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Written by Jes-c Brandt   

Airport security

There’s been a lot of talk of airport security in the media lately, so I thought I’d add my two cents to the mix.

Thanksgiving had me once again traveling across the country from Massachusetts to Colorado and back again, in what has become a routine process. The days of being excited by the prospect of boarding a plane are in the distant past, but not so far that I don’t remember what it felt like.

Looking back, I can still picture some of my earlier ventures through the airport. After crossing my fingers that my luggage would be under 50 pounds, I would hope with all my might that I would make it through security and find my gate on time.

Despite having nothing but pure intentions, I was always worried they would catch me in the security line. Horrifying scenarios would play out in my mind in which I was caught for some unintentional crime and carted off to jail.

With that unwarranted, yet totally constant fear in mind, airport security was quite a stressful place for me as a young traveler. I remember the first time I saw the new TSA security lanes, where travelers were allowed to choose the line best suited for themselves.

Expert travelers have a line, marked by a black diamond, specifically for those who consistently navigate security lines quickly and with ease. Casual travelers might be a little slower and have a blue square line of their own.

For families and those needing extra assistance, there is the ultra-patient green circle line. Faced with the choice between the three lines for the first time, I was overwhelmed by the gravity of my decision.

I most certainly was not an expert by any means. But did I even qualify as a casual traveler? To be completely honest, I could probably have used a little extra assistance.

Airport security has some pretty strict rules. Luggage must be a certain size and weight. All liquids are to be in three-ounce containers, placed in a one-quart ziplock bag.

Shoes, coats, scarves and belts must be removed, and laptops come out of the bag and onto the conveyer belt. Make sure your pockets are empty, but keep your boarding pass with you when you advance to your final test: the metal detector.

All those rules are a lot to remember when you’re already worried about just making it to your plane on time. Based on the number of previous times I’d accidentally left my phone in my pocket or tried to take restricted liquids or gels in my bag, I was definitely thinking I should go in the slowest, most forgiving line possible.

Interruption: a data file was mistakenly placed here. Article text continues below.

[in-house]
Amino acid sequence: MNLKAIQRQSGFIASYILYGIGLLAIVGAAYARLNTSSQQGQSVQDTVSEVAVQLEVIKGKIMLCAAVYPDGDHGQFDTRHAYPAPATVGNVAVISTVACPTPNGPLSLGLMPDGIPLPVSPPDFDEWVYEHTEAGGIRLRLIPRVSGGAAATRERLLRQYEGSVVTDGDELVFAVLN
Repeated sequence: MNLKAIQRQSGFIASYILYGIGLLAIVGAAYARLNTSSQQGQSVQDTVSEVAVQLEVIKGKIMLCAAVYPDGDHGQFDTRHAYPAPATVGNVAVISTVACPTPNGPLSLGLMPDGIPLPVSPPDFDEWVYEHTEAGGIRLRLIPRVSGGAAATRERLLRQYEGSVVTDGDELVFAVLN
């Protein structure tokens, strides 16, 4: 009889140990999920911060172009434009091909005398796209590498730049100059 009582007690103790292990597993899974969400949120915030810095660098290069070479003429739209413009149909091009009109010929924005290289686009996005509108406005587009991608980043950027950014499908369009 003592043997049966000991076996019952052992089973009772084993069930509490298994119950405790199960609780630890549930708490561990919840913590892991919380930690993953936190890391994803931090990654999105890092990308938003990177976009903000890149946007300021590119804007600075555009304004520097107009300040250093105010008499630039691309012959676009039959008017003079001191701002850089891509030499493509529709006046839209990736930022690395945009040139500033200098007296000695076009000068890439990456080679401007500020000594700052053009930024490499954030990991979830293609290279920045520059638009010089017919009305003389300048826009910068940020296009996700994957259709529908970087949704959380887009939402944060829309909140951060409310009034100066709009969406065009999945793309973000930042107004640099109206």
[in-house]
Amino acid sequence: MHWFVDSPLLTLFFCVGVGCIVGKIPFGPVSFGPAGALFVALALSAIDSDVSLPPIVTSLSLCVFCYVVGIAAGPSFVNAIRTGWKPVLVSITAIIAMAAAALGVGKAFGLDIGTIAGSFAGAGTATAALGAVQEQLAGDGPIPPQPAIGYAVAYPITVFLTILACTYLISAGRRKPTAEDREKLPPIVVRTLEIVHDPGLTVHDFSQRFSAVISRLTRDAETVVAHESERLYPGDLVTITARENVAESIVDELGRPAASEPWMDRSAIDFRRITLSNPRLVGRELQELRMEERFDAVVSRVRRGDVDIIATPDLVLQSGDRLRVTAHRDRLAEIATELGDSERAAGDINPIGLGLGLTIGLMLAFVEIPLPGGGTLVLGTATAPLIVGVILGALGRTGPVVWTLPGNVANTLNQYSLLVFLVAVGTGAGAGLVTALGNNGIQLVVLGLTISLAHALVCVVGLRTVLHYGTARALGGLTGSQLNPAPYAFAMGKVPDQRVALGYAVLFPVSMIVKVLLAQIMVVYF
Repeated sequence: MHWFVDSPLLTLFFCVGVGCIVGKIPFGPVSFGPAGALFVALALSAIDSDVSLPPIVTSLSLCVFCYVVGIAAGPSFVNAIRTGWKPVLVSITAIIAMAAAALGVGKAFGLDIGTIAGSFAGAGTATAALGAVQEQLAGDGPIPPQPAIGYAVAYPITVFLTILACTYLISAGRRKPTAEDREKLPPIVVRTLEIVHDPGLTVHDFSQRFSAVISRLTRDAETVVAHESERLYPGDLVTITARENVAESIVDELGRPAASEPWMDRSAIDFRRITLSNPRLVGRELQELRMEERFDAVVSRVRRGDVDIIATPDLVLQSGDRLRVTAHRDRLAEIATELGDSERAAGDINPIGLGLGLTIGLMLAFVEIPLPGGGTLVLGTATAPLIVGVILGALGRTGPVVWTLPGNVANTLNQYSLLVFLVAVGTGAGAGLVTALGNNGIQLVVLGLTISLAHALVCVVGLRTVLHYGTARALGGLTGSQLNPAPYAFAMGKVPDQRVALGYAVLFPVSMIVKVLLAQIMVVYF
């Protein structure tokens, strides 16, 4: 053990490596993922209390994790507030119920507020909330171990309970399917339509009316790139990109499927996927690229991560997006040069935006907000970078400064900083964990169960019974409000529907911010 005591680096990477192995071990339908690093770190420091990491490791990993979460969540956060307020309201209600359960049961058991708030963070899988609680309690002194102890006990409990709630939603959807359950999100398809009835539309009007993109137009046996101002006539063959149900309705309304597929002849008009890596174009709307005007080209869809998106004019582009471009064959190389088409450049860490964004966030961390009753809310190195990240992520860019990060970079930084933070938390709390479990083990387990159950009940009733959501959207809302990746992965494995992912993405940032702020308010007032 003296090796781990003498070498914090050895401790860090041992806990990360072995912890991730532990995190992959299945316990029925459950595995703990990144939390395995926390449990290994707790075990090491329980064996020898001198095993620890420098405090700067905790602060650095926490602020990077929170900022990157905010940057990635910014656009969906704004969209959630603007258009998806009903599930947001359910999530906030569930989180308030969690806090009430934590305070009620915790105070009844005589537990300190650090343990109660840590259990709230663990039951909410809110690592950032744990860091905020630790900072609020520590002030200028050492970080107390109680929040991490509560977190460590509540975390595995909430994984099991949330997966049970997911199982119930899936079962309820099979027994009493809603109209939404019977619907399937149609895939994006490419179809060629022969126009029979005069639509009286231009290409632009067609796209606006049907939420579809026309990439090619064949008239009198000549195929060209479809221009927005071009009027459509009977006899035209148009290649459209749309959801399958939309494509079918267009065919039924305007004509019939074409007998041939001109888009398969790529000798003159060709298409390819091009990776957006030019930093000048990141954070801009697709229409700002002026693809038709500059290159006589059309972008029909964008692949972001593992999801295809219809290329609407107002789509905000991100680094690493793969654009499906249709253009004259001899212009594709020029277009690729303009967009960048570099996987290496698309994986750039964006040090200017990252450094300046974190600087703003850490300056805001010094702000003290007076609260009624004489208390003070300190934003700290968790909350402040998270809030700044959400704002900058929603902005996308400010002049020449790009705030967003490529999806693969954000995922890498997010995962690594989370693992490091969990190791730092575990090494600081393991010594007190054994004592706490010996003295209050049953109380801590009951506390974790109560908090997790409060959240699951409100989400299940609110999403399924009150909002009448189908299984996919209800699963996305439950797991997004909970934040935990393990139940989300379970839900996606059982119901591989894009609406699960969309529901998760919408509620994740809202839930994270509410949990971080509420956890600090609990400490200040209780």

So I joined the families in the green line and waited my turn. I carefully removed all the necessary items and double and triple checked for any metal that might set off the alarm. The last thing I wanted to do was get an uninvited pat down.

Standing in my own slow-moving line, I watched the expert travelers zip through security. Each had a perfectly packed, compact bag on wheels. I looked to my own bulging backpack in shame. As they effortlessly slid off shoes and belts, I thought about how long it would take me to dress myself again. I envied those travelers, and I longed to be just like them.

Not long after that first trip through the green line, I decided I was qualified for the blue line as a casual traveler. Each time I flew, I went to that line with confidence. Even if I wasn’t an expert, I was starting to get the hang of TSA procedures, and each trip I looked less and less like a fool.

I started to learn the tricks to traveling. Always wear slip on shoes and pants that don’t require a belt. Don’t wear extra layers, and if you must, jackets with zippers are best. As for the liquids, know your go-to containers that are less than three ounces. Better yet, travel without any liquids at all. When preparing to go to an airport, seriously evaluate which items are necessary. Going on a week-long trip? Maybe you could stand to leave the shampoo and conditioner behind and opt for a solid bar of soap.

As I got better and better at traveling, I continued to look to the expert travelers. Would I ever be good enough to join their line? Well last weekend, I decided I would give it a try. Returning to college after Thanksgiving, I carried only a backpack. It contained no laptop and no liquids. I wore my slip-on shoes and placed my phone and keys in my coat pocket. I was as ready as I’d ever be to try the expert line for my first time.

Before I even entered the airport I had made up my mind. Once there, I made a beeline for the black diamond. Joining the experts, I proudly stopped and looked around. That’s when I noticed a problem. Why was I even stopped at all? That was my dream line that never stopped moving and speedily got travelers through security in record time. Or at least it was supposed to.

Of course, on the one day I decide to try the expert line, every casual traveler thought they were a pro. I looked to the side and saw the casual and family lines moving along, while my line was at an absolute standstill. All those months of waiting to join the elite travelers, and the moment was ruined by people who were getting ahead of themselves. Clearly they were not prepared to be in the expert line. How inconsiderate.

That was supposed to be the happiest day of my life as a traveler, but it was ruined by a few impatient casual travelers. I took the time to train and prepare for the occasion, and I only wish others had thought to do the same. Don’t make the same mistake. Next time you travel by air, be honest with yourself about your airport abilities. Being an amateur is nothing to be ashamed of, unless you prematurely put your self in the black diamond lane, and then you’re just asking for embarrassment.